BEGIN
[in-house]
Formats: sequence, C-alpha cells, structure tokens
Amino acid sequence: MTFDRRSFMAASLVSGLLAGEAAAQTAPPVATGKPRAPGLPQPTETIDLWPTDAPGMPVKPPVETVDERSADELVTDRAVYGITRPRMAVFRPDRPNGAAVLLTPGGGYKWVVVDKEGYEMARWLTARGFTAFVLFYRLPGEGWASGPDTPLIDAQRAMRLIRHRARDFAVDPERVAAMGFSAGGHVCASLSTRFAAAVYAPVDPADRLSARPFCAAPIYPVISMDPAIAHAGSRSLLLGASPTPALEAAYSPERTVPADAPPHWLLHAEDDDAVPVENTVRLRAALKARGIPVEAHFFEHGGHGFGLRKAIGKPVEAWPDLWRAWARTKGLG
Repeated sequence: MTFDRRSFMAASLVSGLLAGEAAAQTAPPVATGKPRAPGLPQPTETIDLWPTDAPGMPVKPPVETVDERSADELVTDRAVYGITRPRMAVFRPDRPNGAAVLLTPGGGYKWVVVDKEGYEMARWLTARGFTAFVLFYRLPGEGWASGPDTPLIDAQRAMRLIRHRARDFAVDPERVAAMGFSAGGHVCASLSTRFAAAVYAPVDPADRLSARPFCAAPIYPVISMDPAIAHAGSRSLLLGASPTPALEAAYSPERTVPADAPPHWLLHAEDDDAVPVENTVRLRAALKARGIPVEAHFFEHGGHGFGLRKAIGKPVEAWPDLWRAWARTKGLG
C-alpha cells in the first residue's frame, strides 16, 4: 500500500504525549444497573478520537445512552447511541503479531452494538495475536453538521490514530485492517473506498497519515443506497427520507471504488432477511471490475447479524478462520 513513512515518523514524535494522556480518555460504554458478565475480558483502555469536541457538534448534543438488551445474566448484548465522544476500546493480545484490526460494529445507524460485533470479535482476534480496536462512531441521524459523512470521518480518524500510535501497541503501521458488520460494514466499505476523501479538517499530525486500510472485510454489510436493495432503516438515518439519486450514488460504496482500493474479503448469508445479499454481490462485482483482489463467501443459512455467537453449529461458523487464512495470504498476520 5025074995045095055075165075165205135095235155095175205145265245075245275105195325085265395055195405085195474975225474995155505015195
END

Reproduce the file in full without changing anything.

[in-house]
Formats: sequence, C-alpha cells, structure tokens
Amino acid sequence: MTFDRRSFMAASLVSGLLAGEAAAQTAPPVATGKPRAPGLPQPTETIDLWPTDAPGMPVKPPVETVDERSADELVTDRAVYGITRPRMAVFRPDRPNGAAVLLTPGGGYKWVVVDKEGYEMARWLTARGFTAFVLFYRLPGEGWASGPDTPLIDAQRAMRLIRHRARDFAVDPERVAAMGFSAGGHVCASLSTRFAAAVYAPVDPADRLSARPFCAAPIYPVISMDPAIAHAGSRSLLLGASPTPALEAAYSPERTVPADAPPHWLLHAEDDDAVPVENTVRLRAALKARGIPVEAHFFEHGGHGFGLRKAIGKPVEAWPDLWRAWARTKGLG
Repeated sequence: MTFDRRSFMAASLVSGLLAGEAAAQTAPPVATGKPRAPGLPQPTETIDLWPTDAPGMPVKPPVETVDERSADELVTDRAVYGITRPRMAVFRPDRPNGAAVLLTPGGGYKWVVVDKEGYEMARWLTARGFTAFVLFYRLPGEGWASGPDTPLIDAQRAMRLIRHRARDFAVDPERVAAMGFSAGGHVCASLSTRFAAAVYAPVDPADRLSARPFCAAPIYPVISMDPAIAHAGSRSLLLGASPTPALEAAYSPERTVPADAPPHWLLHAEDDDAVPVENTVRLRAALKARGIPVEAHFFEHGGHGFGLRKAIGKPVEAWPDLWRAWARTKGLG
C-alpha cells in the first residue's frame, strides 16, 4: 500500500504525549444497573478520537445512552447511541503479531452494538495475536453538521490514530485492517473506498497519515443506497427520507471504488432477511471490475447479524478462520 513513512515518523514524535494522556480518555460504554458478565475480558483502555469536541457538534448534543438488551445474566448484548465522544476500546493480545484490526460494529445507524460485533470479535482476534480496536462512531441521524459523512470521518480518524500510535501497541503501521458488520460494514466499505476523501479538517499530525486500510472485510454489510436493495432503516438515518439519486450514488460504496482500493474479503448469508445479499454481490462485482483482489463467501443459512455467537453449529461458523487464512495470504498476520 5025074995045095055075165075165205135095235155095175205145265245075245275105195325085265395055195405085195474975225474995155505015195